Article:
Don’t hug family, friends at high risk for Covid-19 during holiday season, WHO advises

Maria Van Kerkhove said most transmission happens among people who tend to spend a lot of time together but it's hard to disentangle how exactly the virus was spread.

The World Health Organisation has an unwelcome but potentially life-saving message for the holiday season: Don't hug. To stop the spread of the coronavirus, WHO's emergencies chief said on Monday that the shocking rate of COVID-19 cases and deaths, particularly in the US, means that people shouldn't get too close to their loved ones this year. The epidemic in the US is's widespread, said Dr Michael Ryan. It's quite frankly, shocking, to see one to two persons a minute die in the US a country with a wonderful, strong health system (and) amazing technological capacities, he said.

At the moment, the US accounts for a third of all COVID-19 cases in the world, Ryan added. According to Johns Hopkins University, the country has recorded more than 280,000 coronavirus deaths to date.

Ryan was responding to a question during a news conference about whether hugs could be considered close contact which the UN health agency has generally advised against in areas of high coronavirus transmission.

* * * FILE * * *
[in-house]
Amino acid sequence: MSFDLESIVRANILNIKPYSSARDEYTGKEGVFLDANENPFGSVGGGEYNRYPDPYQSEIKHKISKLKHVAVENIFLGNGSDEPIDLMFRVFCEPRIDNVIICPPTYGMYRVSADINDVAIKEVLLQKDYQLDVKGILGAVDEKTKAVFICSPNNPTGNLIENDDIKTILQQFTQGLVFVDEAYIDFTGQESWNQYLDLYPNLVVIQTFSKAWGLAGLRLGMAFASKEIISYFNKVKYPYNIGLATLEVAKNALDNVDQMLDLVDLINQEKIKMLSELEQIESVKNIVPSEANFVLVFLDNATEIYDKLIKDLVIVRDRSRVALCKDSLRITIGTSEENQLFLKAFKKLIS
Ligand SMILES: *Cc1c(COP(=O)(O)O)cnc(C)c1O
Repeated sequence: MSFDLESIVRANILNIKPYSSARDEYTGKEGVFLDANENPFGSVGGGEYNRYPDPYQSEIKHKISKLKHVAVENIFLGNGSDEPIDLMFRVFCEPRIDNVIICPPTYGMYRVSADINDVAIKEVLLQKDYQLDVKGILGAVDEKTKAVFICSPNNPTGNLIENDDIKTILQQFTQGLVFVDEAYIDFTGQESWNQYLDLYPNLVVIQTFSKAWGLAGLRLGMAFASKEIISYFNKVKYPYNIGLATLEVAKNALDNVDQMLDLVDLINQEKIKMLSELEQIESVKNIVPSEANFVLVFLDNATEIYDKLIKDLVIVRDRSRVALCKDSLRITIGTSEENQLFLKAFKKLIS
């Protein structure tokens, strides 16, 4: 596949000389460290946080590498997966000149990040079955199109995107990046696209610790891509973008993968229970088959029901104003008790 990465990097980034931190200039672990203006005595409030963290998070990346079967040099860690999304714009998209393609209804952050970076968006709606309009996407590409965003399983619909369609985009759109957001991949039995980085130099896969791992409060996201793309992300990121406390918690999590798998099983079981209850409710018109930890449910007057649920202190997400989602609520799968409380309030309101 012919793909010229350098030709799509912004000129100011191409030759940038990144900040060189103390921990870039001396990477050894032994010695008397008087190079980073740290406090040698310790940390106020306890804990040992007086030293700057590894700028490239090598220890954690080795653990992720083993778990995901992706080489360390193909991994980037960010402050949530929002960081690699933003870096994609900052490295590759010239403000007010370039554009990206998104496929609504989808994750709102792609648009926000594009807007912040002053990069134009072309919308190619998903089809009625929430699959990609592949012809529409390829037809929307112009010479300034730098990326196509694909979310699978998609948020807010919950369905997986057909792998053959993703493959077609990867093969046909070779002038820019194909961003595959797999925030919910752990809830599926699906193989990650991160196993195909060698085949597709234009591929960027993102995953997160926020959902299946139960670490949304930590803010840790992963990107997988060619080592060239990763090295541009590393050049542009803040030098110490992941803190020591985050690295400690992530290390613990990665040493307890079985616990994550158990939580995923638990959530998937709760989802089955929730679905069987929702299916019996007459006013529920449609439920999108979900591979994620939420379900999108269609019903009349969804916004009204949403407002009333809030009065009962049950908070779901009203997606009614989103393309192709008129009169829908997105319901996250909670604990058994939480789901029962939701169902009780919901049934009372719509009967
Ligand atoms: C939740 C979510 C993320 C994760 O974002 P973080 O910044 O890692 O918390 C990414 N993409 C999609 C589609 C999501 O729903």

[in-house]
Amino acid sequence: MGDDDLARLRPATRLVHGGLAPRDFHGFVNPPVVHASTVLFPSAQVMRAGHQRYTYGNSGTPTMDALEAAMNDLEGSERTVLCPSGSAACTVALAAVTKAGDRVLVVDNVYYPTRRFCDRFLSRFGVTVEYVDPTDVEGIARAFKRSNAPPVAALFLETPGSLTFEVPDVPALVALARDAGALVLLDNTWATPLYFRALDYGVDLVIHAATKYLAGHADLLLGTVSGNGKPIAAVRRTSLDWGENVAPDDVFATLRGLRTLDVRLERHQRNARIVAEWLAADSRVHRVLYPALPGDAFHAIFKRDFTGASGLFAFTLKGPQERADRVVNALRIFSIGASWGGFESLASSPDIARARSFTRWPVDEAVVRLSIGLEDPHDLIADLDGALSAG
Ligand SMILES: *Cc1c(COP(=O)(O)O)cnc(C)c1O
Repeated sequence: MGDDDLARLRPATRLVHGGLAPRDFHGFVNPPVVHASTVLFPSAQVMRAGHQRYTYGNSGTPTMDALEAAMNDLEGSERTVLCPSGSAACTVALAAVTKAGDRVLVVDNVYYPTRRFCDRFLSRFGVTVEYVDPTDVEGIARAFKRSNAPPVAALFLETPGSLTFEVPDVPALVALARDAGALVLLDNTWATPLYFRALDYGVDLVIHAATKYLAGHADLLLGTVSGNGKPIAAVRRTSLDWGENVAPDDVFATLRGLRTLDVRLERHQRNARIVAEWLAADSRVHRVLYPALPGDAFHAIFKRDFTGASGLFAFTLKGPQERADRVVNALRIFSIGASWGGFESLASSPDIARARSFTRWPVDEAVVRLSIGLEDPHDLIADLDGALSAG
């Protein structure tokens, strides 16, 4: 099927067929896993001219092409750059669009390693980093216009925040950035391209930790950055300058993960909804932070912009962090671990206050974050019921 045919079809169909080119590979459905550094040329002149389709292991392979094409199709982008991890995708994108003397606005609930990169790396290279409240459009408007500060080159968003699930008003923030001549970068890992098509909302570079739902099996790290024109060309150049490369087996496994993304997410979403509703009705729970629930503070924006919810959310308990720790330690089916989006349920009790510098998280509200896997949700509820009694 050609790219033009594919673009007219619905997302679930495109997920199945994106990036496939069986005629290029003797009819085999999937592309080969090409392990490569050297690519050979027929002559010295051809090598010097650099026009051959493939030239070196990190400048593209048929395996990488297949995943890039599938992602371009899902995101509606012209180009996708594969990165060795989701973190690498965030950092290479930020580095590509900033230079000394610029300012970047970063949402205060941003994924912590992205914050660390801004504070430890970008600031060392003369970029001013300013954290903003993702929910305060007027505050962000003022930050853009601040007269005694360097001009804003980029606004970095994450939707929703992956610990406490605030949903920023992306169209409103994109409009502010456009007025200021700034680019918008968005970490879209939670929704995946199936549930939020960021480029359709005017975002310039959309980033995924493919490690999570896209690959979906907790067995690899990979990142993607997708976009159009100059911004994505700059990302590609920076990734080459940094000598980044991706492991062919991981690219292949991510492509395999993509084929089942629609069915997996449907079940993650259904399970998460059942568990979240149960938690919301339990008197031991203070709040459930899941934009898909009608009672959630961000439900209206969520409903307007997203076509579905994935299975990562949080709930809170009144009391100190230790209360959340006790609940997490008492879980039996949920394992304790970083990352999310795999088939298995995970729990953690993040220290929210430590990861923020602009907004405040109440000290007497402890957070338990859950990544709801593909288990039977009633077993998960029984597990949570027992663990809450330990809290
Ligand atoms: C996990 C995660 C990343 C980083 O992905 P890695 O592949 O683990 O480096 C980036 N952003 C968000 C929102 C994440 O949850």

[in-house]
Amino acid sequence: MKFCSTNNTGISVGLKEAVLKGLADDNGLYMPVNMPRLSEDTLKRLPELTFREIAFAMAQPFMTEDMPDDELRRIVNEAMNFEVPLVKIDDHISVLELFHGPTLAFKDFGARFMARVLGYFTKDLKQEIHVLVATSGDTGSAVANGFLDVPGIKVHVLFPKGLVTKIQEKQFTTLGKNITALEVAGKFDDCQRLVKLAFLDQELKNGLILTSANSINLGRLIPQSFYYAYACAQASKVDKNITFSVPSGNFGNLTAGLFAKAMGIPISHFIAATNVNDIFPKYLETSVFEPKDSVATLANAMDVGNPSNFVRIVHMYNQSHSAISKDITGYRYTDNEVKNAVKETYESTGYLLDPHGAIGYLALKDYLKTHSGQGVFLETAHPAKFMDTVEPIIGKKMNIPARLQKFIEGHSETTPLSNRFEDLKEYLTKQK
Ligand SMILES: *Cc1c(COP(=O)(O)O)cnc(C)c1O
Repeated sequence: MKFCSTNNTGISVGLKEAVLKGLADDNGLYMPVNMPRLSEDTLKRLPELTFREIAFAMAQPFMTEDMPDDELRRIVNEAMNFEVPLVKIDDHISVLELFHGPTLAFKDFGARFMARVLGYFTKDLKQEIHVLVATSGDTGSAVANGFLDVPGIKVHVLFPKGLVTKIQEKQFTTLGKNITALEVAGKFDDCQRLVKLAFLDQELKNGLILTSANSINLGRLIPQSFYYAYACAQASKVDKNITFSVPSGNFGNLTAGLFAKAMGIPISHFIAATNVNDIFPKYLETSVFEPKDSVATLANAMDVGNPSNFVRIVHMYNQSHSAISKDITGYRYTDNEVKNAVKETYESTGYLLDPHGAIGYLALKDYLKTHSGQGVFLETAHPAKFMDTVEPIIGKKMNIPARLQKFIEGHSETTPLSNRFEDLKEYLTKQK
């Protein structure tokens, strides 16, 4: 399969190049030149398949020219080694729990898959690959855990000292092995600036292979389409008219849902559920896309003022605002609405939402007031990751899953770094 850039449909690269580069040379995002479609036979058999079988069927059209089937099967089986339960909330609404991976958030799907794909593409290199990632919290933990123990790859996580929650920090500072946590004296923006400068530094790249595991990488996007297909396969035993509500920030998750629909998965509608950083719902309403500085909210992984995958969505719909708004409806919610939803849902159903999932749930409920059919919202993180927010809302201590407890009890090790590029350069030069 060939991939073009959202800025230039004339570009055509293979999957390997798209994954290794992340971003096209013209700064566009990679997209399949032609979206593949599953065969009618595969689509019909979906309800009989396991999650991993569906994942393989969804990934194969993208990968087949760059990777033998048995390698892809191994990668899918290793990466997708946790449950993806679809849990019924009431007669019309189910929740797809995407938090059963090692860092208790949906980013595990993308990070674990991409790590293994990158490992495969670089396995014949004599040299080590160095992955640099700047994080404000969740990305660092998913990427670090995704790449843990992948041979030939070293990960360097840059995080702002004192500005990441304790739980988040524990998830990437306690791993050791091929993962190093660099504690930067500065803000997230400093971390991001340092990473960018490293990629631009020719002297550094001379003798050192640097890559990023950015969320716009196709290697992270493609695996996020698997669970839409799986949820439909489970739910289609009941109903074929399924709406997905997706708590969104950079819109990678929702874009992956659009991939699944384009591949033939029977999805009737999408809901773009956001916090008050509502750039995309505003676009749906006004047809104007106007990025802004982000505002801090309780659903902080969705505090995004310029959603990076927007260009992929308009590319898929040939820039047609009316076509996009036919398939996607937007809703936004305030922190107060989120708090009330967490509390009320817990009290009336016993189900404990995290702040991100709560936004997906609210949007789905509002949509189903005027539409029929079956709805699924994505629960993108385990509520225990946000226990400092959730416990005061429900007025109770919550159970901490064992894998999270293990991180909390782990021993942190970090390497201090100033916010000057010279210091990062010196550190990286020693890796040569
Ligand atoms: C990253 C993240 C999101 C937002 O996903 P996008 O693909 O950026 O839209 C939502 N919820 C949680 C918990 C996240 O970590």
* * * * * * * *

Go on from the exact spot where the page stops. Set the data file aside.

Maria Van Kerkhove, WHO's the technical lead on COVID-19, said most transmission happens among people who tend to spend a lot of time together sharing meals and indoor spaces, in workplaces or homes but it's sometimes hard to disentangle how exactly the virus was spread.

Added Ryan: It's a horrible thing to think that we would be here as the World Health Organisation saying to people, 'Don't hug each other.' It's terrible. That is the brutal reality in places like the United States right now, he said.

In November, UK chief medical officer Chris Whitty also told Britons that they shouldn't hug or kiss their elderly relatives during this year's holiday season if you want them to survive to be hugged again.

WHO's director of vaccines, Dr Kate O'Brien, warned that while new immunisation campaigns to combat COVID-19 should help slow the pandemic, having vaccines is not going to be a switch that means an automatic end to the pandemic.

Last week, Britain became the first Western country to approve the experimental shot developed by Pfizer and BioNTech; the country is poised to start vaccinating its highest-risk populations on Tuesday in its biggest-ever immunisation campaign.

O'Brien said that people who have concerns about receiving a COVID-19 vaccine developed in less than a year should learn more about the science, calling such worries really legitimate questions".

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